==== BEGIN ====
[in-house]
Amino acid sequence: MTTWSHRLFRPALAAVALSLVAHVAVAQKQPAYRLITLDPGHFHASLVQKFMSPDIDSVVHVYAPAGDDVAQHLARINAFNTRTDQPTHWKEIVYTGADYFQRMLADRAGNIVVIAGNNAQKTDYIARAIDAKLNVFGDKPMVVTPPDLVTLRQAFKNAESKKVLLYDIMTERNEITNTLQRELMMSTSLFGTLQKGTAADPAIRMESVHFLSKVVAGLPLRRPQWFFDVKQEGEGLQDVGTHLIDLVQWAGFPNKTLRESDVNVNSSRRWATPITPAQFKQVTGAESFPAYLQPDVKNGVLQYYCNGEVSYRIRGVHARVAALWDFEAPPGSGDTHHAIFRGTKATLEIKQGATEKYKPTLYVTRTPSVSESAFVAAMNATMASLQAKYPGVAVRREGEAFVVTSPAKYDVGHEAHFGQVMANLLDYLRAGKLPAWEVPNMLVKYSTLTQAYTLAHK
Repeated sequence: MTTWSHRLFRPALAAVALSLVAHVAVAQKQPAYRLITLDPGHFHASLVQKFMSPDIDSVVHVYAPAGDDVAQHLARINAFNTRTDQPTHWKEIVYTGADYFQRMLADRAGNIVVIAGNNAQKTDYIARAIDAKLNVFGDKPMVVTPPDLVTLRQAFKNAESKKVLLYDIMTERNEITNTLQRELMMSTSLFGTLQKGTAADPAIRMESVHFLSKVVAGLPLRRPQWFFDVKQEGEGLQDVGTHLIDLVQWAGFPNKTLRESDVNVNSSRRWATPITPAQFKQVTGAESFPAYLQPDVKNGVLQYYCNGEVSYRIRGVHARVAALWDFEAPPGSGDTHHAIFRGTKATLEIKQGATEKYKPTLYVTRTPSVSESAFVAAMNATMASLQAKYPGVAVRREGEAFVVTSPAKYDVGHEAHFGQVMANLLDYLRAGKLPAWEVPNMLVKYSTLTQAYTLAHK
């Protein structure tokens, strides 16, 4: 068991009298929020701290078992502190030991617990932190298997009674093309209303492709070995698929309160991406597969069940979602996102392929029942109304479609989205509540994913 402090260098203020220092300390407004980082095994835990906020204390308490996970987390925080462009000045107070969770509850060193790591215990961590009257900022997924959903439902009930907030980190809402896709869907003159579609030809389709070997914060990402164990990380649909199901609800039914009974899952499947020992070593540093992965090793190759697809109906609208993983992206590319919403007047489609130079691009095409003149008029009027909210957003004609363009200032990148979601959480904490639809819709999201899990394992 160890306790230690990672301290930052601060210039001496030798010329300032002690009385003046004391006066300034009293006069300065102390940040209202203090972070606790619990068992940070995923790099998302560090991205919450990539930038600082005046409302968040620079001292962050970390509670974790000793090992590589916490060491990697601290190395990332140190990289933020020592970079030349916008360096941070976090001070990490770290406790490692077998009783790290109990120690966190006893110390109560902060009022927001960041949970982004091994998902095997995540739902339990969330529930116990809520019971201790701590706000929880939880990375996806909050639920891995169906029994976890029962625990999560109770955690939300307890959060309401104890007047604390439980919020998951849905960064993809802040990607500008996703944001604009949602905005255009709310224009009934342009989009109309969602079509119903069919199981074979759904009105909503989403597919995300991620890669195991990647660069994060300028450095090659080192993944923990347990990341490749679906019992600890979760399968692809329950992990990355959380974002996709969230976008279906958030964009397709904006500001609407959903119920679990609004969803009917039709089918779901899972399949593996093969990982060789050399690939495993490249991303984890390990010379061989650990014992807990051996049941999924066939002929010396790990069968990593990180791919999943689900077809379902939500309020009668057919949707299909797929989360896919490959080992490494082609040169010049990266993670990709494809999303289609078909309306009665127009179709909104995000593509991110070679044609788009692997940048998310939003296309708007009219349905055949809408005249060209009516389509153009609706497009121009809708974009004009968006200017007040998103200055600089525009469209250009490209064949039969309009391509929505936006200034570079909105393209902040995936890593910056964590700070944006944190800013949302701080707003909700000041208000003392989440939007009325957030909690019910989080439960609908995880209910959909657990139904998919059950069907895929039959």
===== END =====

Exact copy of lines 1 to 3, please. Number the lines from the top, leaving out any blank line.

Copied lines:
[in-house]
Amino acid sequence: MTTWSHRLFRPALAAVALSLVAHVAVAQKQPAYRLITLDPGHFHASLVQKFMSPDIDSVVHVYAPAGDDVAQHLARINAFNTRTDQPTHWKEIVYTGADYFQRMLADRAGNIVVIAGNNAQKTDYIARAIDAKLNVFGDKPMVVTPPDLVTLRQAFKNAESKKVLLYDIMTERNEITNTLQRELMMSTSLFGTLQKGTAADPAIRMESVHFLSKVVAGLPLRRPQWFFDVKQEGEGLQDVGTHLIDLVQWAGFPNKTLRESDVNVNSSRRWATPITPAQFKQVTGAESFPAYLQPDVKNGVLQYYCNGEVSYRIRGVHARVAALWDFEAPPGSGDTHHAIFRGTKATLEIKQGATEKYKPTLYVTRTPSVSESAFVAAMNATMASLQAKYPGVAVRREGEAFVVTSPAKYDVGHEAHFGQVMANLLDYLRAGKLPAWEVPNMLVKYSTLTQAYTLAHK
Repeated sequence: MTTWSHRLFRPALAAVALSLVAHVAVAQKQPAYRLITLDPGHFHASLVQKFMSPDIDSVVHVYAPAGDDVAQHLARINAFNTRTDQPTHWKEIVYTGADYFQRMLADRAGNIVVIAGNNAQKTDYIARAIDAKLNVFGDKPMVVTPPDLVTLRQAFKNAESKKVLLYDIMTERNEITNTLQRELMMSTSLFGTLQKGTAADPAIRMESVHFLSKVVAGLPLRRPQWFFDVKQEGEGLQDVGTHLIDLVQWAGFPNKTLRESDVNVNSSRRWATPITPAQFKQVTGAESFPAYLQPDVKNGVLQYYCNGEVSYRIRGVHARVAALWDFEAPPGSGDTHHAIFRGTKATLEIKQGATEKYKPTLYVTRTPSVSESAFVAAMNATMASLQAKYPGVAVRREGEAFVVTSPAKYDVGHEAHFGQVMANLLDYLRAGKLPAWEVPNMLVKYSTLTQAYTLAHK